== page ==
The wisdom-infused message that unfolded from the card I created revealed my need to create open and quiet space in my life in order to will birth an ability to search through light-filled new eyes that will allow me to view the familiar from a brand-new perspective.

While I may not set aside a full day each week for Sabbath rest, through my shared experience with the women of this weekend, I feel the invitation to at least stick my toe into the rest-filled waters of saying, ‘No.’

The wisdom of Meister Eckhart’s words, spoken over 800 years ago, stir my heart to Sabbath-rest this day:

“God is not found in the soul by adding anything, but by subtracting.”

Through the Lens of Beloved

Today’s Lenten reflection word, BELOVED, began my day with the sweetest of memories.  In spite of all the challenges that come in any marriage, one thing that Randy could do like no one else was to make me feel absolutely and completely beloved. He used to cup my face in his hands, look tenderly into my eyes and say from the depths of his being, “Oh! Just LOOK at you!” Every other feeling thudded to the ground and I was left with the bare immensity of being someone’s Beloved. It was a feeling so true that it is not bound by time. I feel it in this moment as I did in the moments of years ago. Without a doubt, I was Randy’s Beloved.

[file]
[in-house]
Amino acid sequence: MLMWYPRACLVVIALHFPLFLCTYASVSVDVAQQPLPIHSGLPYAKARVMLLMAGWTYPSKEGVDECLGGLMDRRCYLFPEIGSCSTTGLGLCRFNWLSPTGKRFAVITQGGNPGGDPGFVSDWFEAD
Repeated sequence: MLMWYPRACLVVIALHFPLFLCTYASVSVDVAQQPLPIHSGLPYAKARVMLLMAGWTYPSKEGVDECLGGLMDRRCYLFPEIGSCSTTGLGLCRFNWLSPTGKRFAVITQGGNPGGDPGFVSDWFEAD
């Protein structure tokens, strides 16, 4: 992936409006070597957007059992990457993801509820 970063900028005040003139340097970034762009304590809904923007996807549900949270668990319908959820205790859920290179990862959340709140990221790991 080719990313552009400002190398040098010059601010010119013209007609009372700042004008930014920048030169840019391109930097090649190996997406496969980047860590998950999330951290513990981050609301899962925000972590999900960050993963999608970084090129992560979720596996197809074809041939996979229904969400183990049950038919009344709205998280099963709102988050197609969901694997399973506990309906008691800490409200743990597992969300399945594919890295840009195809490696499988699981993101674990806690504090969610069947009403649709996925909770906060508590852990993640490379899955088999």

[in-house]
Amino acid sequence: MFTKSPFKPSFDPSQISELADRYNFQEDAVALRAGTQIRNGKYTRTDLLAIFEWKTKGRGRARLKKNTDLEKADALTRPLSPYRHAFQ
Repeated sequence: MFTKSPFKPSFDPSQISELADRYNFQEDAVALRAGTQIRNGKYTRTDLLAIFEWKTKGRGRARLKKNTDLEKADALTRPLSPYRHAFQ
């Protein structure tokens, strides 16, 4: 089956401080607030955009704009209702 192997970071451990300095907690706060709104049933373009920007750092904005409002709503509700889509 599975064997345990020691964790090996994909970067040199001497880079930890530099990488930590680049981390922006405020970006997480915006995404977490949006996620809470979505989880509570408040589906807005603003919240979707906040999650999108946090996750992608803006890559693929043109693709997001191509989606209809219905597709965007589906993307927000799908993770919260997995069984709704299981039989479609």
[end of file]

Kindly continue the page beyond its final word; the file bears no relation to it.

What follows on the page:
I am now, as I also was then, God’s Beloved. Just simply loved because I am. So are you. And so is everyone else.

Think of it! We are God’s Beloved!

Every minute of every day. No matter what. NO MATTER WHAT.

With Beloved as my lens today, I’ve found that somehow everyone looks a little different. My friend across the table at lunch looked  different. My walking companion this morning looked different. The person in the car next to me looked different. Different — like they really belong. Like they are truly Beloved.

This exquisite poem by Jan Richardson says it all, and I share it with you today:

Beginning with Beloved
A Blessing

Begin here:

Beloved.

Is there any other word
needs saying,